WE GO TO THE HOSPITAL HOPING TO GET BETTER, AND IN MANY CASES WE
DO. BUT NOT ALWAYS.
AS A DOCTOR I WANT ALL OF MY PATIENTS TO BECOME WELL AND STAY
HEALTHY. BUT SOME THINGS STAND IN THE
WAY, INCLUDING HEALTH CARE ASSOCIATED INFECTIONS.
CDC IS KNOWN FOR HANDLING OUTBREAKS, BUT IT’S MORE
IMPORTANT TO BE SCANNING THE HORIZON FOR THE NEXT IMPORTANT
THREAT THAT NEEDS TO BE TACKLED. WE UNDERTOOK A MAJOR STUDY TO
FIND OUT WHAT KINDS OF INFECTIONS ARE AFTFECTING
PATIENTS IN HOSPITALS. THE REPORT SHOWS THAT AS A
NATION WE ARE MOVING IN THE RIGHT DIRECTION.
BUT THERE’S A GREAT DEAL OF WORK STILL TO BE DONE.
DESPITE THE PROGRESS WE’VE SEEN, THREE QUARTERS OF A MILLION
PATIENTS EVERY YEAR END UP WITH HEALTH CARE ASSOCIATED
INFECTIONS. WE FOUND THAT ON ANY GIVEN DAY,
AS YOU SAW IN THE GRAPHIC, ONE OUT OF 25 HOSPITALIZED PATIENTS
HAS AN INFECTION. AND OF THOSE PEOPLE, 1 OUT OF 9
GO ON TO DIE THIS IS NOT A MINOR ISSUE.
THE COMPARISONS YOU’RE LIKELY TO WANT TO MAKE ARE WITH THE 2007
REPORT THAT WAS BASED ON HISTORICAL INFORMATION GOING
BACK INTO THE LATE ’90s. I WANT TO CAUTION YOU THAT THIS
IS NOT NECESSARILY APPLES TO APPLES.
IT’S MORE LIKE APPLES TO PEARS. YOU CAN SEE THERE’S A TREND FOR
THINGS BEING BETTER, BUT THE MINOR DETAILS PROBABLY ARE NOT
COMPARABLE. THE REPORT WE’RE RELEASING TODAY
IS IMPORTANT BECAUSE IT WAS DESIGNED TO GATHER INFECTION.
I THINK THE QUALITY OF THOSE DATA ARE BETTER THAN THOSE WE
HAD TO WORK WITH BEFORE. THE REPORT SOUNDS THE ALARM
ABOUT THE THREATS WE NEED TO BE ADDRESSING.
IT TELLS US, AS YOU SAW LUNG INFECTION, GUT INFECTION,
INFECTIONS RELATED TO SURGERY AND URINARY CATHETERS ARE AT TOP
OF THE LIST OF THINGS CAUSING PROBLEMS FOR HOSPITAL PATIENTS.
IT SHINES THE LIGHT ON SEVERAL IMPORTANT PATHOGENS, THE GERMS
RESPONSIBLE FOR MANY OF THESE INFECTIONS.
AT THE TOP OF THE LIST IS CDIF IT CAUSES ANTIBIOTIC RESISTANT
DIARRHEA. TODAY THE TYPE OF BACTERIA
SPREAD IN THIS COUNTRY HAS SUCH A STRONG TOXIN, THIS IS A VERY
SEVERE INFECTION REQUIRING COLON REMOVAL IN SOME CASES.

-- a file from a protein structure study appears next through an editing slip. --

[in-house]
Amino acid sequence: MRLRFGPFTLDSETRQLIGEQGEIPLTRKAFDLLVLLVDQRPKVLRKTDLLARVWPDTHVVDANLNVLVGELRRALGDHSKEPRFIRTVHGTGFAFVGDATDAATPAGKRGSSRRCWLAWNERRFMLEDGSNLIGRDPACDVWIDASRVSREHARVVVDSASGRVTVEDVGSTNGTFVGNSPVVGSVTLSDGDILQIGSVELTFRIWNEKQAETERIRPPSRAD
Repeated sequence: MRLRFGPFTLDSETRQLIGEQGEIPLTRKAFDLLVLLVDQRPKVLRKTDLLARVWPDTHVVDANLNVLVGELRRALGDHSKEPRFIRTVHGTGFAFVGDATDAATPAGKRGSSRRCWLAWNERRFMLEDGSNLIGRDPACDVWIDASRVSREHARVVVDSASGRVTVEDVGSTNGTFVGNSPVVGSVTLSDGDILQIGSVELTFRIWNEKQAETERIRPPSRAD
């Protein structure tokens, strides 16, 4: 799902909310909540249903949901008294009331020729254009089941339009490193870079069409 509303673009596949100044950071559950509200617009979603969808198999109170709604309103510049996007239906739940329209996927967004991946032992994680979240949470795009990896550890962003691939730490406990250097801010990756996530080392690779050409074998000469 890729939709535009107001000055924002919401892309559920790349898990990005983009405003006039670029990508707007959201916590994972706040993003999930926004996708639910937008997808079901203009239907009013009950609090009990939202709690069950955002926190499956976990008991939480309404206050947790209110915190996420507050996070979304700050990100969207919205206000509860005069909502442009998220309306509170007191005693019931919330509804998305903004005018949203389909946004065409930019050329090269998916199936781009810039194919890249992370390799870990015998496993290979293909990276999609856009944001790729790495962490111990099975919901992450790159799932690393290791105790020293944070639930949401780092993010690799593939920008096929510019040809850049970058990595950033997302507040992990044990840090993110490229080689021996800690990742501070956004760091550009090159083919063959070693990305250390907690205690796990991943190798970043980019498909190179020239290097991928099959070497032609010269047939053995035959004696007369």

STAPH INFECTIONS ARE A PROBLEM, INCLUDING MRSA.
AND FINALLY WE’RE SEEING A LOT OF INFECTIONS RELATED TO THE
ACA. THIS IS A FAMILY OF BACTERIA HAS
INCLUDES E. COLI, MANY COMMON ORGANISMS THAT LIVE IN THE GUT
AND NEED TO BE THERE FOR US TO BE HEALTHY.
THE CHALLENGE THAT WE SEE IS THAT SOME OF THOSE BACTERIA, THE
NIGHTMARE BACTERIA ARE NOW COMPLETELY UNTREATABLE.
THAT MEANS THAT AS A DOCTOR, I HAVE NOTHING LEFT I CAN OFFER A
PATIENT WHO HAS AN INFECTION LIKE THIS IN THE HOSPITAL.
THE MICROBES WE’RE TALKING ABOUT NOW ARE ALSO IN LAST YEAR’S
ANTIBIOTIC RESISTANCE THREAT REPORT.
THAT IS THE REPORT WE RELEASED LOOKING AT HOW MUCH OF A PROBLEM
ANTIBIOTIC RESISTANCE IS. THEY’RE ALSO AT THE CENTER OF
THE PRESIDENT’S FY-15 BUDGET INITIATIVE, WHERE HE’S TRYING TO
DRIVE PROGRESS BY CUTTING SOME OF THESE INFECTIONS BY 50% OR
MORE IN FIVE YEARS. THIS IS A MAJOR AND IMPORTANT
INVESTMENT IN MAKING SURE HOSPITAL CARE REMAINS SAFE.
IT’S NOT ALL BAD NEWS. SOME SUCCESSES WE’RE SEEING ARE
IN PROTECTING THE MOST FRAGILE PATIENTS, THE PATIENTS IN
INTENSIVE CARE UNITS. WE’VE SEEN GOOD PROGRESS
PREVENTING BLOOD STREAM INFECTIONS RELATED TO CENTRAL
LINES. CENTRAL LINES ARE THE PLASTIC
CATHETERS THAT GO OFF OF THE SKIN IN THE NECK AND INTO THE
MAJOR VESSELS OF THE HARD. WE NEED THEM TO PROVIDE GOOD
MEDICAL CARE TO PROVIDE MEDICATION, THEY’RE ALSO A
FREEWAY FOR BACTERIA TO GET INTO THE BLOOD STREAM.
SO, MAKING SURE WE HANDLE THOSE CATHETERS PERFECTLY EVERY TIME
IS A MAJOR PUSH THAT WE’VE MADE. WE HAVE SEEN THAT THE NUMBER OF
THESE INFECTIONS HAVE GONE DOWN BY ALMOST HALF SINCE 2008.
THIS IS GREAT PROGRESS. THERE’S MORE WORK TO BE DONE.
S THERE’S ALSO PROGRESS IN THE
INFECTIONS IN SURGERY. THERE’S BEEN ABOUT A 20%
REDUCTION IN INFECTIONS AFTER SURGERY SINCE 2008.
IS 20% ENOUGH? I DON’T THINK SO BUT THE
PROGRESS IS MOVING IN THE RIGHT DIRECTION.
IN CONTRAST, URINARY TRACT INFECTIONS RELATED TO CATHETERS
IN THE BLADDER ARE MORE STUBBORN.
WE ARE NOT SEEING THE SAME RAPID PROGRESS.
IN A WAY, MAYBE THAT’S NOT A BIG DEAL, BUT THEY’RE NOT AS SEVERE
AN INFECTION. PEOPLE DON’T TEND TO DIE
IMMEDIATELY FROM A BLADDER INFECTION LIKE THEY DO FROM A
BLOOD STREAM INFECTION. BLADDER STREAM INFECTIONS ARE A
BROAD DRIVER OF BROAD SPECTRUM ANTIBIOTIC USE.
WHEN BROAD SPECTRUM ANTIBIOTICS ARE GIVEN, IT WIPES OUT THE
BACTERIA IN THE GUT AND OPENS UP THE PROBLEM FOR CDIF.
SO YOU THINK YOU’RE HAVING A TRIVIAL INFECTION WITH THE
BLADDER, THEN YOU’RE FIGHTING FOR YOUR LIFE.
WE ARE SEEING A STALLING OUT OF PROGRESS IS SOMETHING THAT WE’RE
WORKING ON SPECIFICALLY. THE CHALLENGE WITH ANTIBIOTIC
RESISTANCE CAN’T BE OVERSTATED. WE FOUND THAT OVER HALF OF
HOSPITALIZED PATIENTS END UP GETTING AN ANTIBIOTIC AT SOME
POINT. THIS IS A HUGE AMOUNT OF
ANTIBIOTIC PRESSURE. WE’RE FOCUSING ON IMPROVING THE
PRESCRIBING OF ANTIBIOTICS SPECIFICALLY BECAUSE THESE
NIGHTMARE BACTERIA AND DEADLY DIARRHEA ARE SUCH A THREAT TO
PATIENT HEALTH. WE WANT TO SEE EVERY HOSPITAL IN
THE COUNTRY HAVING A STRONG ANTIBIOTIC STEWARDSHIP PROGRAM
SO THEY CAN MAKE SURE ALL PRESCRIPTIONS ARE AS SOUND AND
APPROPRIATE AS POSSIBLE. SO HOW ELSE DO WE USE THE
INFORMATION THAT WE’RE REPORTING?
THE DATA WE PROVIDE AT CDC DRIVES ACTION.
AT THE STATE AND FEDERAL LEVELS WE USE THIS DATA TO FIND THE